A futuristic "plasma jet" that eradicates tooth decay without fillings could soon replace the dentist's drill.
In the study, published in the February issue of the Journal of Medical Microbiology, researchers found that firing low temperature plasma beams at dentin - the fibrous tooth structure underneath the enamel coating - reduced the amount of dental bacteria by up to 10,000-fold.
The findings could mean plasma technology is used to remove infected tissue in tooth cavities.
Researchers at the Leibniz-Institute of Surface Modifications, Leipzig and dentists from the Saarland University, Homburg, Germany, tested the effectiveness of plasma against common oral pathogens including Streptococcus mutans and Lactobacillus casei. These bacteria form films on the surface of teeth and are capable of eroding tooth enamel and the dentin below it to cause cavities. If left untreated it can lead to pain, tooth loss and sometimes severe gum infections.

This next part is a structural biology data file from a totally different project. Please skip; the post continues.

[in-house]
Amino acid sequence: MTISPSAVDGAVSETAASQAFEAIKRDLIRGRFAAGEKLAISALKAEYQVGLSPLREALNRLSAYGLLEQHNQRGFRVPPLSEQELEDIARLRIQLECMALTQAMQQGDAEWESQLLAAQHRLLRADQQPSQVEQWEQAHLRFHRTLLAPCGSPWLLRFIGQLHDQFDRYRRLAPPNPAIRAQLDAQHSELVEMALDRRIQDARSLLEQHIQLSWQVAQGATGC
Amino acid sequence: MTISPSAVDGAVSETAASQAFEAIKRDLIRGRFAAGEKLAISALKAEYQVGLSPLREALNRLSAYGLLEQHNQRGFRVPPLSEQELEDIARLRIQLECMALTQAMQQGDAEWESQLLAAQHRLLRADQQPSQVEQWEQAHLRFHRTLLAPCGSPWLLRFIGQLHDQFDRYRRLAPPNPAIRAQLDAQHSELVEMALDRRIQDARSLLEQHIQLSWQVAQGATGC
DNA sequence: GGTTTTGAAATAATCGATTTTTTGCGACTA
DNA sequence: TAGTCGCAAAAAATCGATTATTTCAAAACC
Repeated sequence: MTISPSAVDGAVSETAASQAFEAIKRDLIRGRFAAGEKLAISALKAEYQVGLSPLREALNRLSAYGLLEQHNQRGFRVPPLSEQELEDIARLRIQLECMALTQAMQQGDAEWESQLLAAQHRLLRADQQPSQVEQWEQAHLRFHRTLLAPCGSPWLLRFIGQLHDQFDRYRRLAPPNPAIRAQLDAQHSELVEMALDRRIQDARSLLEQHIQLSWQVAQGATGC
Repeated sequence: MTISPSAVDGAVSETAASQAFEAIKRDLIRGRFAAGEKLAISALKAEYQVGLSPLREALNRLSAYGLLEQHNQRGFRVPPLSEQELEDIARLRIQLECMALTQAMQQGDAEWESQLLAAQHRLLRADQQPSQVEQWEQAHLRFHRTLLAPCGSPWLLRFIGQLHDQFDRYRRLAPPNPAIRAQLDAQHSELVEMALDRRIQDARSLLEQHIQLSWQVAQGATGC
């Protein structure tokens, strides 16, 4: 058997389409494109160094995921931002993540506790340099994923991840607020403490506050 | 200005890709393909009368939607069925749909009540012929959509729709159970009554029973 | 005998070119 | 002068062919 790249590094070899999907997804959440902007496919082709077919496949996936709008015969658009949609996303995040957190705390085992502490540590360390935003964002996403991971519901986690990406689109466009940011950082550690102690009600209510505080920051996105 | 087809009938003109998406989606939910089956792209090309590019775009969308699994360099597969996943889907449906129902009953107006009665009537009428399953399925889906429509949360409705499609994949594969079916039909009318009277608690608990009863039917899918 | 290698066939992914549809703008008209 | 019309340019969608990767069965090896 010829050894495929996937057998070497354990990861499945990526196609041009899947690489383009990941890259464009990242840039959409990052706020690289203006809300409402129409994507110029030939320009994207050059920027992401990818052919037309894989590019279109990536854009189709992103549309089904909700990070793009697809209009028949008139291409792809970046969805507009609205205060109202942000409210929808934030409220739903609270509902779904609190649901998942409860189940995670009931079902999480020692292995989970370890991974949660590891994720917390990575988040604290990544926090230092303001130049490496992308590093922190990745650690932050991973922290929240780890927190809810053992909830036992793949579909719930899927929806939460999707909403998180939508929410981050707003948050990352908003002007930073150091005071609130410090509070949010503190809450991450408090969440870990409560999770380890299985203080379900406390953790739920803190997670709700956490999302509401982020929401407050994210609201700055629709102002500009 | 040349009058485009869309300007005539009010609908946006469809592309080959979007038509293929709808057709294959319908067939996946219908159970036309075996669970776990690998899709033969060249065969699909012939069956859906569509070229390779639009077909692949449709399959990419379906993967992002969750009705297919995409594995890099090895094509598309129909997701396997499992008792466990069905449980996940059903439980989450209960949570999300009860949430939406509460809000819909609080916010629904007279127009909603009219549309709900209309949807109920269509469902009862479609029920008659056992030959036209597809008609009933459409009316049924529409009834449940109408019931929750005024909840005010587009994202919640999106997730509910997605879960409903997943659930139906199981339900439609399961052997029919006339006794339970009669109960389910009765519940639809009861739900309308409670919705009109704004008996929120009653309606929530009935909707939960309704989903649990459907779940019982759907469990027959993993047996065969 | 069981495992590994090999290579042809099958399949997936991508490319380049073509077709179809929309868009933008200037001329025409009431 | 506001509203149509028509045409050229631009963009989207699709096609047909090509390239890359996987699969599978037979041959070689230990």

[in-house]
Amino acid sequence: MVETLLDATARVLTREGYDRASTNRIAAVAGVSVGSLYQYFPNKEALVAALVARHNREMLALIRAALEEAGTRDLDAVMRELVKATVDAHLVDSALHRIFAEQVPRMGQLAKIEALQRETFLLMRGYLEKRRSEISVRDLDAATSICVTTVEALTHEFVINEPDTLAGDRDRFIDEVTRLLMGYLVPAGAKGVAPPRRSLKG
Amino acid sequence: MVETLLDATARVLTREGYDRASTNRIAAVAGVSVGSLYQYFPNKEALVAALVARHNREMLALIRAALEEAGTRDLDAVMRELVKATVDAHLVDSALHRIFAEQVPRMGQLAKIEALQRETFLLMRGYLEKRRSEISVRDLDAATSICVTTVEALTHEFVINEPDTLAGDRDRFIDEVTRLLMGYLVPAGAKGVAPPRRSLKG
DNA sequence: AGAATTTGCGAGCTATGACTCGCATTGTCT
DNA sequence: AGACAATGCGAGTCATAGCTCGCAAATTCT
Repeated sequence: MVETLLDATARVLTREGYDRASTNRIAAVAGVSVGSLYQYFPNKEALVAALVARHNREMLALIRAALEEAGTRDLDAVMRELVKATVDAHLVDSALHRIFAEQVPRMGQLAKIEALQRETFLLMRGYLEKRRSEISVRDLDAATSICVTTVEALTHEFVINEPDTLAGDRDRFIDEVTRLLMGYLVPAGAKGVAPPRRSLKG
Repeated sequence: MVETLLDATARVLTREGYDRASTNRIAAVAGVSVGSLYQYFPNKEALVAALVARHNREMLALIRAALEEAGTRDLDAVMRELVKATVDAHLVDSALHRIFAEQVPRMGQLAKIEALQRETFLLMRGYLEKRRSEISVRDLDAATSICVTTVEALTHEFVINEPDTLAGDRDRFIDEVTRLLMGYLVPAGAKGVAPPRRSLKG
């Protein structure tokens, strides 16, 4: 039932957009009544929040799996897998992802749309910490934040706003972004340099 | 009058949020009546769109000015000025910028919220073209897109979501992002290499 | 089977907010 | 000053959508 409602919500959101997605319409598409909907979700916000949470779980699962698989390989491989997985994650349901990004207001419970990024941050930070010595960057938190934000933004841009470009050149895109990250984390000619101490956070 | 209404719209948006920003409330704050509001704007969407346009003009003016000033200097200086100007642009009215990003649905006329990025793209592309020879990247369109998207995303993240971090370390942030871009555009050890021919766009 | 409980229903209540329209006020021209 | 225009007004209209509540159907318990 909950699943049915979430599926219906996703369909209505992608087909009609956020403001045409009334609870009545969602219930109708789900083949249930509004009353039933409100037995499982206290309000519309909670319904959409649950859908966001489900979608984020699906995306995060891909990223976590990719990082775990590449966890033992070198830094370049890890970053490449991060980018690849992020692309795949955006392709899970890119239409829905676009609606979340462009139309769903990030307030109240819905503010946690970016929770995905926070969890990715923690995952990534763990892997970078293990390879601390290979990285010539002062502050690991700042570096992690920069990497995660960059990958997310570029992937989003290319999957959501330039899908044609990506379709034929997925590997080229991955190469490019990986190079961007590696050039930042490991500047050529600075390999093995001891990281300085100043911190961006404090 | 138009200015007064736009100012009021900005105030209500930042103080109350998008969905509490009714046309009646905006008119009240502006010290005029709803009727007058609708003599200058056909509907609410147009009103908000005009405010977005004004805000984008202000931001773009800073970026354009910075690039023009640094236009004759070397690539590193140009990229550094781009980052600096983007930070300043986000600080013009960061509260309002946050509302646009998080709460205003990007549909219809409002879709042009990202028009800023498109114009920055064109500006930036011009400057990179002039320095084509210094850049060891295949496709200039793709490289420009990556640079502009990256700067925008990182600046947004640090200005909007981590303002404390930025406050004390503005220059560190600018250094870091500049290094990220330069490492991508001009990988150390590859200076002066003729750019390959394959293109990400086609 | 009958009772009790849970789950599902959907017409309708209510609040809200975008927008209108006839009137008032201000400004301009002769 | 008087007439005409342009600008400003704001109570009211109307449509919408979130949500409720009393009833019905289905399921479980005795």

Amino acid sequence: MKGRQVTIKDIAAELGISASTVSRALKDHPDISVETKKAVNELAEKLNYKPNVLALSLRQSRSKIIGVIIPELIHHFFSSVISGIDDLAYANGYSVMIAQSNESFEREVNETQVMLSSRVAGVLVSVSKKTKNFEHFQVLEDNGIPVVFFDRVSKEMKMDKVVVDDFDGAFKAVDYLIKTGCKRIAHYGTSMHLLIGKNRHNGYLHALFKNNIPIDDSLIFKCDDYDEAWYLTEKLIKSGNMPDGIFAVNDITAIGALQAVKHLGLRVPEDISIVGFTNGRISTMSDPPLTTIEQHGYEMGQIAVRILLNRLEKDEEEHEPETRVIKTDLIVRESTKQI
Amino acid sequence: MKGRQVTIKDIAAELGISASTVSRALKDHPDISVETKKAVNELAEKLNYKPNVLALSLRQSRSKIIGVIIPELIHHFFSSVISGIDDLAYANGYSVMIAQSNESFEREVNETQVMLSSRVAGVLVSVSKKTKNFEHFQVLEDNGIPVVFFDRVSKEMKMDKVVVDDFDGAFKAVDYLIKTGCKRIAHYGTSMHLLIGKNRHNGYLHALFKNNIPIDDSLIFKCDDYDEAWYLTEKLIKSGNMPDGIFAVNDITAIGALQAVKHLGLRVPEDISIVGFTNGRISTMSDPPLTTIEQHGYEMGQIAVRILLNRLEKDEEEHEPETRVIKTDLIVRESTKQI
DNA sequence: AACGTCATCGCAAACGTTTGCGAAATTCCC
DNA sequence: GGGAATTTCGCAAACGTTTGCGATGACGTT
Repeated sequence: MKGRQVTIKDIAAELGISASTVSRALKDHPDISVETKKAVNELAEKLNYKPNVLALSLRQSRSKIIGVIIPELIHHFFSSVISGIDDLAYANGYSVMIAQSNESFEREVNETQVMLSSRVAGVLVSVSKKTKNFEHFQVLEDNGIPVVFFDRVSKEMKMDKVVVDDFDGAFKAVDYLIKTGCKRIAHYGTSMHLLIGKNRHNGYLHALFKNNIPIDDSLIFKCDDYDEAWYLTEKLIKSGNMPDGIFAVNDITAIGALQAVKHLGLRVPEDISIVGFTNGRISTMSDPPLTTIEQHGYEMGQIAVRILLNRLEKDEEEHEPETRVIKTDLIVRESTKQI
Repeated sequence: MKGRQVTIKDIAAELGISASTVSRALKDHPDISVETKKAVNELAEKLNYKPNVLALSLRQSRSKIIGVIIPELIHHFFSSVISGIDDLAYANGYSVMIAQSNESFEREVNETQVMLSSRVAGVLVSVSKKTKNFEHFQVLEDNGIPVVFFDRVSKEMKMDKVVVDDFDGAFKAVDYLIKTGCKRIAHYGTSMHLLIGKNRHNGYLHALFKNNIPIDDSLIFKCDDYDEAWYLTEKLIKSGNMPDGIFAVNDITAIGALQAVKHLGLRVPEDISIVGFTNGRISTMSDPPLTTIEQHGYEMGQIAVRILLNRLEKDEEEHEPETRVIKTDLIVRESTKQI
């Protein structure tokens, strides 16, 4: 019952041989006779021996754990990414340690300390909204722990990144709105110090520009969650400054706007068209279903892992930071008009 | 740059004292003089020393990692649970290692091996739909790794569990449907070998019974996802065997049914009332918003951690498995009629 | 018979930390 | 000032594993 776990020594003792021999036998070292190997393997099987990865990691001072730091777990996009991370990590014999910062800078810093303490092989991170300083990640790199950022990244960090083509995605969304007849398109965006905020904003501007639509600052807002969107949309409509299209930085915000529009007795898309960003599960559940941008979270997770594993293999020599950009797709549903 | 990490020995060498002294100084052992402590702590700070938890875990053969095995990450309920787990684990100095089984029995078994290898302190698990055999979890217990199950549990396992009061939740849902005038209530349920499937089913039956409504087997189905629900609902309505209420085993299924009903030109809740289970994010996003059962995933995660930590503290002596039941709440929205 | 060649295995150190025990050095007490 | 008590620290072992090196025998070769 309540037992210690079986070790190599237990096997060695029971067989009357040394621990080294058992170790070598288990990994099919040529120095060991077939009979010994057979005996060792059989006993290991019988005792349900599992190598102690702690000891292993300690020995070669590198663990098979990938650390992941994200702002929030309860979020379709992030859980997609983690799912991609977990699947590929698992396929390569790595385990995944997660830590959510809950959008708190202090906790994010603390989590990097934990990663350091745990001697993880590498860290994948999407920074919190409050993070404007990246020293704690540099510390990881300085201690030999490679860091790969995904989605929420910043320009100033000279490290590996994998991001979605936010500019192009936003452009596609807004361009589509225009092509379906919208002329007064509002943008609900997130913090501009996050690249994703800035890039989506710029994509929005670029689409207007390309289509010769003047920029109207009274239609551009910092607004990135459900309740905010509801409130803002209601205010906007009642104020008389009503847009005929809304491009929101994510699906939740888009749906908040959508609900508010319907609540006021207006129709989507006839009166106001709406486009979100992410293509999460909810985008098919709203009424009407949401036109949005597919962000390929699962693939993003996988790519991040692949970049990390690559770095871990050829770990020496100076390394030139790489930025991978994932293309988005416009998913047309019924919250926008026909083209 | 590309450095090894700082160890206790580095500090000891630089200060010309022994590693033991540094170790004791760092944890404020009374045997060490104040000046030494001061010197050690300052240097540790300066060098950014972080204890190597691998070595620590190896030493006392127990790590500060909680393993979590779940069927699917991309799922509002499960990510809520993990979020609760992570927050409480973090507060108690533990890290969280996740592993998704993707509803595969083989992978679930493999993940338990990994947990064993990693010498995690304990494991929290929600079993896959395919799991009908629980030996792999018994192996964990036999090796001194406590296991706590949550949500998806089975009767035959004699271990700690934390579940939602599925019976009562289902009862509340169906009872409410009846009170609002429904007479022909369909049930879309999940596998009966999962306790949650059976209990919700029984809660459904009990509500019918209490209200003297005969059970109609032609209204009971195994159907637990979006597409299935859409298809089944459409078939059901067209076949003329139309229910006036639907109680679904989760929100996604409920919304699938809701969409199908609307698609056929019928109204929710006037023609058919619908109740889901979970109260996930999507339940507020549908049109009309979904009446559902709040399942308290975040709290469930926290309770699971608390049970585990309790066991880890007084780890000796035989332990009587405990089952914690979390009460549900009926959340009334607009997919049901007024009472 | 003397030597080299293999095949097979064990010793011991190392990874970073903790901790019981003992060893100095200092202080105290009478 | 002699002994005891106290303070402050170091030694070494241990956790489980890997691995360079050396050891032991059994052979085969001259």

In the study, researchers infected dentin from extracted human molars with four strains of bacteria and then exposed it to plasma jets for 6, 12 or 18 seconds. The longer the dentin was exposed to the plasma the greater the amount of bacteria that were eliminated.
Dr Stefan Rupf from Saarland University who led the research said that the recent development of cold plasmas that have temperatures of around 40 degrees Celsius showed great promise for use in dentistry.
"The low temperature means they can kill the microbes while preserving the tooth. The dental pulp at the centre of the tooth, underneath the dentin, is linked to the blood supply and nerves and heat damage to it must be avoided at all costs," the expert said.